You be the (wine) judge at the 2011
Consumer Wine Awards

March 21st, 2011 12:45 pm PT

Denise Gage Elk Grove Wine Examiner

Saturday March 19 was a grey blustery day in Lodi, California. A swarm of volunteers arrived at
Hutchins Street Square around seven a.m. and began the set-up for a full day of un-corking and
pouring and recording and glass washing. Around 8:30, the evaluators began to stream in, ready
to face the daunting task of sipping, spitting , and evaluating about seven hundred different wines.
Welcome to the 2011 Consumer Wine Awards! With the guidance of G.M. "Pooch" Pucilowksi and
Tim "The Swami of Umami" Hanni, two shifts of sixty consumer evaluators sat down at their
'work station' and tasted thirty-five to forty-five wines each, and rated them on a scale of 0
(Total Suckocity!) to 7 (I'm leaving right now to go find this wine!).

Who were these evaluators? They are a cross section of American wine consumers. Their wine
knowledge spans the range of wine rookies to wine geeks, but they all enjoy the end result of
fermented grape juice (and, occasionally, other fruits, too). They came from all over California,
and one even traveled all the way from Indiana to participate! They were chosen by taking the
Wine Preference Survey and agreeing to be considered as an evaluator for the wine awards.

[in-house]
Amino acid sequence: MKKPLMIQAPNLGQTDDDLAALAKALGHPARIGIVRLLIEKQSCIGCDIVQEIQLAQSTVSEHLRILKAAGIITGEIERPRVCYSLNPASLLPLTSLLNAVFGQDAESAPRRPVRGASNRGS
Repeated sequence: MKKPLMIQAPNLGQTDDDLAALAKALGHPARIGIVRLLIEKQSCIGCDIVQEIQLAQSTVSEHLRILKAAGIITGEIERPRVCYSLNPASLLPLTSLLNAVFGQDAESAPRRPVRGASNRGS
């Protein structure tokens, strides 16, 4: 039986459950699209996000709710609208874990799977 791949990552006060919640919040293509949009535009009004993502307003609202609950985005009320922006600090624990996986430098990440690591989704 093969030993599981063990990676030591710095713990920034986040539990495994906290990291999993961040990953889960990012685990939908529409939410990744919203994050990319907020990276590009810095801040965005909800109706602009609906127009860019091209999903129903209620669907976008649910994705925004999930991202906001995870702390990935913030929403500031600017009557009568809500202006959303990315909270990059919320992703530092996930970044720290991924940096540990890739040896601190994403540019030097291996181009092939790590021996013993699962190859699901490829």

The survey consists of a series of questions about taste preferences and categorizes you as
one of four "tasters" - sweet, sensitve, hyper-sensitive, or tolerant. From here, evaluators were
chosen, their preferences noted, and assigned to taste and rate a sereis of wines.

How do they taste so many wines? No swallowing! There's no trick to evalauting a multitude of
wines in a short period. It is possible to accurately gauge the aromas, flavors, and finish without
swallowing. In between each glass, after sipping, swishing and spitting, the evaluators were
encouraged to take a sip and swish of 'bug juice,' a mixture of water, salt, ascorbic acid and
glycol, followed by a swig of water, to cleanse the palate. A period of three to four minutes
passed between each sample, also, to allow the palate ample recovery time.

Where did the wines come from? All over! A large percentage were from California, some were
new labels, some were in cans (yes! In cans!), some were in boxes, some came from South America
and Australia, and nothing went un-opened! The usual varietals were there - chardonnay, pinot grigio,
zinfandel, cabernet sauvignon and merlot. The lesser kown grapes were well represented -
tempranillo, malbec, petite sirah, primitivo. Blends were tasted, some listing the varietals used and
others listed merely as generic blends. Interestingly enough, price ranges for these evaluated wines
were listed, as an experiment to see if wines were evaluated based on taste, price, or a combination
of the two. Nobody knew whose wines they were sampling, only the varietal and price range.

So who won? That question gets answered at the awards ceremony, taking place in May at Hutchins
Street Square. Two dates, the sixth and the fourteenth have been mentioned. Keep an eye here to
find out exactly when, as well as ticket details. The event will feature the award winning wines, many
of which will be poured by the wineries themselves, and tickets are $25.00 each.